ISLAMABAD: The Ministry of Finance informed a parliamentary body on Tuesday that the previous Pakistan Muslim League-Nawaz (PML-N) government had borrowed Rs180 billion to reduce circular debt, but the money was being recovered from power consumers in the form of surcharges.
Officials of the ministry made the disclosure in a meeting of the Senate Special Committee on Circular Debt called by Senator Shibli Faraz.
Faraz pointed out that the PML-N government never encouraged use of alternative energy sources nor was private sector supported to install such plants. “The government had deliberately discouraged this sector in order to exploit costly sources of energy,” he remarked.
Faraz suggested that in order to control power shortfall and circular debt, tube wells must be switched to solar system and monitoring of water table should be done effectively.
Power Division Joint Secretary Zargham Eshaq Khan clarified that there was no ban on power generation from alternative sources and anybody could do business in that area.
Alternative Energy Development Board Chief Executive Officer Amjad Awan revealed that around 1,036 megawatts of alternative energy was being supplied to the national grid.
Solar photovoltaic power projects were generating 430MW and the Quaid-e-Azam solar power plant had not failed, instead it was also producing electricity, he said.
Apart from these, he added, generation licences had been obtained and tariff determined for 16 bagasse-based power plants that had a cumulative capacity of 132.4MW.
Awan agreed that people had not been sensitised about alternative energy nor was any awareness campaign launched.
Briefing the committee, the chief executive officer of Quetta Electric Supply Company (Qesco) pointed out that 74.14% of electricity was being consumed by agricultural consumers in the company’s jurisdiction.
He revealed that water level in areas covered by Qesco had dropped from 300 feet below ground to 850 feet and a main reason was the tube wells, numbering 327,000, that were running in such areas.
“Balochistan government is not paying its electricity dues; it has paid only Rs3.4 million out of arrears of Rs12.5 million,” he claimed.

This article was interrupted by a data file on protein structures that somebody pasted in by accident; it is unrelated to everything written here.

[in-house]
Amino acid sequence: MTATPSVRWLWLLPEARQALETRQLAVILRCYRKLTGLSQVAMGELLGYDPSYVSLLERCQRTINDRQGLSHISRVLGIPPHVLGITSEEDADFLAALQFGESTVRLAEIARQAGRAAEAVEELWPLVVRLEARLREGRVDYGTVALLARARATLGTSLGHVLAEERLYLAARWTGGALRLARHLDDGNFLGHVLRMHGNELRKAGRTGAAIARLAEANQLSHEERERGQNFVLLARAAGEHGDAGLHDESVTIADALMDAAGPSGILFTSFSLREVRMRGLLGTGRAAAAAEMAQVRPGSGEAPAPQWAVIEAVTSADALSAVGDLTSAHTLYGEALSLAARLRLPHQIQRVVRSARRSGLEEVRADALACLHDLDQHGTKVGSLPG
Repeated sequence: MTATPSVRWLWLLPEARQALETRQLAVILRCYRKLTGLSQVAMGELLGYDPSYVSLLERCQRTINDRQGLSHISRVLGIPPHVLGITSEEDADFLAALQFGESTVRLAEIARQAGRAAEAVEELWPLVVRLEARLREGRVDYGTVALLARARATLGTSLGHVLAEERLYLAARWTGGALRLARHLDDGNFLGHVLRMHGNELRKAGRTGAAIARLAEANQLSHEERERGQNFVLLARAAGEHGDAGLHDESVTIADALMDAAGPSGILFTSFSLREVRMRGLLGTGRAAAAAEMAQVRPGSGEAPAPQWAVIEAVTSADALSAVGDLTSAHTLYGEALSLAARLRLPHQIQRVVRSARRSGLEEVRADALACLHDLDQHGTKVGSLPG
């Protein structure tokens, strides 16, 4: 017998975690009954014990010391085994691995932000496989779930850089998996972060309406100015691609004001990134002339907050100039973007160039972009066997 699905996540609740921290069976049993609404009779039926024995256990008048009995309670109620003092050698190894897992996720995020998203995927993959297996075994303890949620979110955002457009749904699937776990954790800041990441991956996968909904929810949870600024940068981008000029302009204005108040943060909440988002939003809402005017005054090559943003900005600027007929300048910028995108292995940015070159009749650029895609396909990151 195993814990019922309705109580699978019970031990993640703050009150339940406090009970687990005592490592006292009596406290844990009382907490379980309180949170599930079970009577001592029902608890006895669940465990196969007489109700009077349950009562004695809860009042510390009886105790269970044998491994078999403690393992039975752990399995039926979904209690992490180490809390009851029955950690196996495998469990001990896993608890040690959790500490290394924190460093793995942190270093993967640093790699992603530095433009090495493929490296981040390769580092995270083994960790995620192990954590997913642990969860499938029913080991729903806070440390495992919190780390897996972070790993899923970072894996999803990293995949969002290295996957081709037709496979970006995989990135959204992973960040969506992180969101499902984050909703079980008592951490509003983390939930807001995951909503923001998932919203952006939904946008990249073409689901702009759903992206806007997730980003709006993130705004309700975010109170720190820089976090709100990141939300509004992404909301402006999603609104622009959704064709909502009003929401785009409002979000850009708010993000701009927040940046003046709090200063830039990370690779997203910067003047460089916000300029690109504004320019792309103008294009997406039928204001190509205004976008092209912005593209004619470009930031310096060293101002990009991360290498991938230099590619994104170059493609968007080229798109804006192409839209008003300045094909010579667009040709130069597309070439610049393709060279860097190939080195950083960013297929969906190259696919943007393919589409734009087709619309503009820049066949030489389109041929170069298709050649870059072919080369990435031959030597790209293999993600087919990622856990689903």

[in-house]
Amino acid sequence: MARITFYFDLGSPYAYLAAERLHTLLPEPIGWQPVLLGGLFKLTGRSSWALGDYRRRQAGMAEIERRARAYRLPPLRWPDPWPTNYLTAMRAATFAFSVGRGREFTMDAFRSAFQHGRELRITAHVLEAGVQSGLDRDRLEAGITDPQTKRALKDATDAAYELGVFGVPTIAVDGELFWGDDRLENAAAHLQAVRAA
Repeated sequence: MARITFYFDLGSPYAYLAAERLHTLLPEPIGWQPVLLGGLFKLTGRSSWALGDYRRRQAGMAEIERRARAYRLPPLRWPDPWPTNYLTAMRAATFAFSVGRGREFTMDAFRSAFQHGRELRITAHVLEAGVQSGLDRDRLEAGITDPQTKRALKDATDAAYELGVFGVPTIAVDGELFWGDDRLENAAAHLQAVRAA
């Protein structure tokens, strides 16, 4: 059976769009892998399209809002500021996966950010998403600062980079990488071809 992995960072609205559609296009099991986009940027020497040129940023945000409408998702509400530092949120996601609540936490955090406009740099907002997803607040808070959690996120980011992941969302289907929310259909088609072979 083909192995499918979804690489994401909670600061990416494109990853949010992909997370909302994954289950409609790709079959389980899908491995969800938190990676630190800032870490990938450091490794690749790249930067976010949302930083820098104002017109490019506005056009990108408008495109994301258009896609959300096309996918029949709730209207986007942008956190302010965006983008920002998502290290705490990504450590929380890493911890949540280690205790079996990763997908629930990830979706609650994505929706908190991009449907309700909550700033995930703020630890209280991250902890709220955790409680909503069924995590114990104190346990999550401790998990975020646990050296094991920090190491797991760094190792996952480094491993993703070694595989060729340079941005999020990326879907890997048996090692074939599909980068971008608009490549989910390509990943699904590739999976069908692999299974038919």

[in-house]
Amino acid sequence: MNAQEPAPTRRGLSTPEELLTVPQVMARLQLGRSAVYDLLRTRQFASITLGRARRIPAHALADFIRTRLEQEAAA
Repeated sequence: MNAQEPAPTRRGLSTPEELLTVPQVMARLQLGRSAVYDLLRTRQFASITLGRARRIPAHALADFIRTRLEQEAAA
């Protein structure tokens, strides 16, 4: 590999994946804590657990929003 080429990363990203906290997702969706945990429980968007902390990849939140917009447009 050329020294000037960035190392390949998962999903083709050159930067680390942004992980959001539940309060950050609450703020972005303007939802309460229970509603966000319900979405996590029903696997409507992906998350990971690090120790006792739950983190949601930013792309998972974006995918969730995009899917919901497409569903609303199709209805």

The CEO said electricity bills for tube wells had been capped at Rs75,000, of which the owner would pay Rs10,000. From the remaining, 60% would be paid by the provincial government and 40% by the federal government, but that system also added to the circular debt.
Earlier, he said, farmers were paying Rs4,000 and after increase in the ceiling to Rs10,000, most of them stopped paying the bills.
Electricity demand in Balochistan stands at 1,800MW, but it is being supplied only 1,000MW. Of this, 230MW is consumed by domestic and industrial consumers and the remaining is used by tube wells.
The Power Division joint secretary revealed that the division had sent PC-I to the Planning Commission for switching 10,000 tube wells from grid electricity to solar power in Balochistan.
In the last fiscal year, the government had paid around Rs118 billion in power subsidy. For this year, it has set the target at Rs150 billion.
The subsidy will be provided to tube wells and to those domestic consumers that consume less than 300 units a month. Tube wells in Balochistan will be provided Rs9 billion in subsidy.
Senator Bahramand Khan Tangi said people in his constituency in Charsadda district were facing up to 22 hours of power outages, though 90% of them were paying their monthly bills. “Shabqadar grid station is staying shut,” he claimed.
The meeting was also attended by Senator Dr Sikandar Ali Mandhro and senior officers of the Ministry of Finance, Power Division, National Electric Power Regulatory Authority, Qesco and Kot Addu Power Company.
Representatives of other energy companies operating in the private sector as well as alternative and renewable energy sector were present in the huddle as well.
Published in The Express Tribune, July 4th, 2018.